Why Have Rules?
Here it is, taken from a dictionary and just in case you know of people who aren't so sure of the definition for the word "rule".
That which is prescribed or laid down as a guide for conduct or action; a governing direction for a specific purpose; an authoritative enactment; a regulation; as, the rules governing a school;
The rule is clear, so why do people - including the Ontario Federation of School Athletic Associations - have so much difficulty understanding and enforcing a "rule". For OFSAA, I am referring to its rule relating to sanctions when a team fails to follow procedures.
A story in the Star last week, about two schools who had problems with rules, created quite a bit of a stink and lots of reaction from readers. I'm talking about Toronto's Father Henry Carr and Oakville's St. Ignatius of Loyola's and their different problems encountered with - rules.
Paul Melnik at Carr admitted publicly that he made an error - reading and interpreting rules about eligibility, which were from an older version of the league Constitution. His mistake was costly to the junior boys' basketball team. A 9-0 record went to 1-8 for using an over-age player. I didn't see the Toronto District Colleges Athletic Association bend on rules or issue any warnings or thank Melnik for his honesty. Heck, they handed down a penalty very quickly. Rule was violated, now pay the price, is how many interpreted the swift action.
A different rule affects Loyola. - and the Halton, as well as Golden Horseshoe, athletic associations seem to be hiding under the carpet.
Over at the Oakville-area Catholic school, which has a dominant senior basketball team, coach Gary Laurin was asked by me to explain a few things relating to a recent Florida tournament trip. Nope. Nice guy that he is, people in his Halton athletic association told him to keep quiet. No comment. Likely figuring things would quiet down.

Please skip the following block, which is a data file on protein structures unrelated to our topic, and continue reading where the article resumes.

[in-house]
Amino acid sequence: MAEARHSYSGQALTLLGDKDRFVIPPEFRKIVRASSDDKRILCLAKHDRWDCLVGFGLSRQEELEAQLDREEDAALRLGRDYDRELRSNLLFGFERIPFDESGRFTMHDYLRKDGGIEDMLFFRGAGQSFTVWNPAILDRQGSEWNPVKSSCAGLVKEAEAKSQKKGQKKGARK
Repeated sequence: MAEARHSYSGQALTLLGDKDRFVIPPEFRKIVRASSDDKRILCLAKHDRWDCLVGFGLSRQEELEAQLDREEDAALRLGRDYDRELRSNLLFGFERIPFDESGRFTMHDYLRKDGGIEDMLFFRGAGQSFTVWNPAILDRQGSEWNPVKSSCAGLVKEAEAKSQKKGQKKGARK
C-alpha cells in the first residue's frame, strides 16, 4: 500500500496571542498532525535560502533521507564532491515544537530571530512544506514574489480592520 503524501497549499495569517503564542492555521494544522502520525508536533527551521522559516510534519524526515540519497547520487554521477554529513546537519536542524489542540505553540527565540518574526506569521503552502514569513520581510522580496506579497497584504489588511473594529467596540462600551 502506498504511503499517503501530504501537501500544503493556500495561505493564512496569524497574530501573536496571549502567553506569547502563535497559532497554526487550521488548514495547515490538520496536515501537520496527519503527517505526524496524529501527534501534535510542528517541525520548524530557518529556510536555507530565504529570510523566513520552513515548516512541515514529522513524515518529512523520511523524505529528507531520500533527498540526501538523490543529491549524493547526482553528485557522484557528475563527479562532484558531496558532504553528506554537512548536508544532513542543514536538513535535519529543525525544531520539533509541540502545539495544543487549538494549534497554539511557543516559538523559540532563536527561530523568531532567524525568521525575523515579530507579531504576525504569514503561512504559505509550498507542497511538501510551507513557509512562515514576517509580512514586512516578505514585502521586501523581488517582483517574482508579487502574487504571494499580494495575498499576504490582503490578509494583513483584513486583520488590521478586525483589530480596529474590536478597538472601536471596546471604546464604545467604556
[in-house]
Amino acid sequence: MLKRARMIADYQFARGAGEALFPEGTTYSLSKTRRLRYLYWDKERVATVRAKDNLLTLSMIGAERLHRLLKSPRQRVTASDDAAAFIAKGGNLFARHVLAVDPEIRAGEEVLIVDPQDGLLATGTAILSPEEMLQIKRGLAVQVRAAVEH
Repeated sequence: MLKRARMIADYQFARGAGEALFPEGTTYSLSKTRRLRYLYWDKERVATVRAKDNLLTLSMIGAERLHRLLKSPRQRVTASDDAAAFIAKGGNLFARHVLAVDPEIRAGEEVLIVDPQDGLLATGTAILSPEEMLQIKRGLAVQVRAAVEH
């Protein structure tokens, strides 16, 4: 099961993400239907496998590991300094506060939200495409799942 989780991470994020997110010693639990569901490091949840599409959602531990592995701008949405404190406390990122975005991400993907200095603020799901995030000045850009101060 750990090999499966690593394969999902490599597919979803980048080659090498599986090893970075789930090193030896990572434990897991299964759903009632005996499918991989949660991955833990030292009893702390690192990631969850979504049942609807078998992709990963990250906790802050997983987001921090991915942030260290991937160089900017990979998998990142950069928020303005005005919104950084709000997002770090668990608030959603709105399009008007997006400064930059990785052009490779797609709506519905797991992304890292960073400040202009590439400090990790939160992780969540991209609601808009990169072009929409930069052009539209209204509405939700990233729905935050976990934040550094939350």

His team attended a tournament in Florida that was sanctioned by the U.S. athletic association. But Loyola, despite clear rules, failed to get prior approval from OFSAA.
No big deal? Some would agree. Many more, apparently, don't - especially those who have been penalized by OFSAA in past. As an example, Pickering basketball coach Mike Gordensky was thrown under a bus with a hefty one year suspension from coaching - and even warned not to show up in a public gym to watch his team play a provincial playoff game. This was after he admitted to using two players at a U.S. tournament. He also had support from his principal.
OFSAA's executive director Doug Gellatly said last week that his organization would investigate Loyola - but only if there was a complaint from a teacher, coach or school. So, that has left some Star readers shaking their heads thinking that rules can be broken. Just don't get caught.
Hold on. Why even have rules? OFSAA should enforce them - especially after it claims to have so much power and authority. Now, OFSAA appears to have rules on paper only and a problem with credibility.
One last thing, OFSAA, on its website, writes: "We also take a proactive role in dealing with issues that affect students, coaches, schools and communities."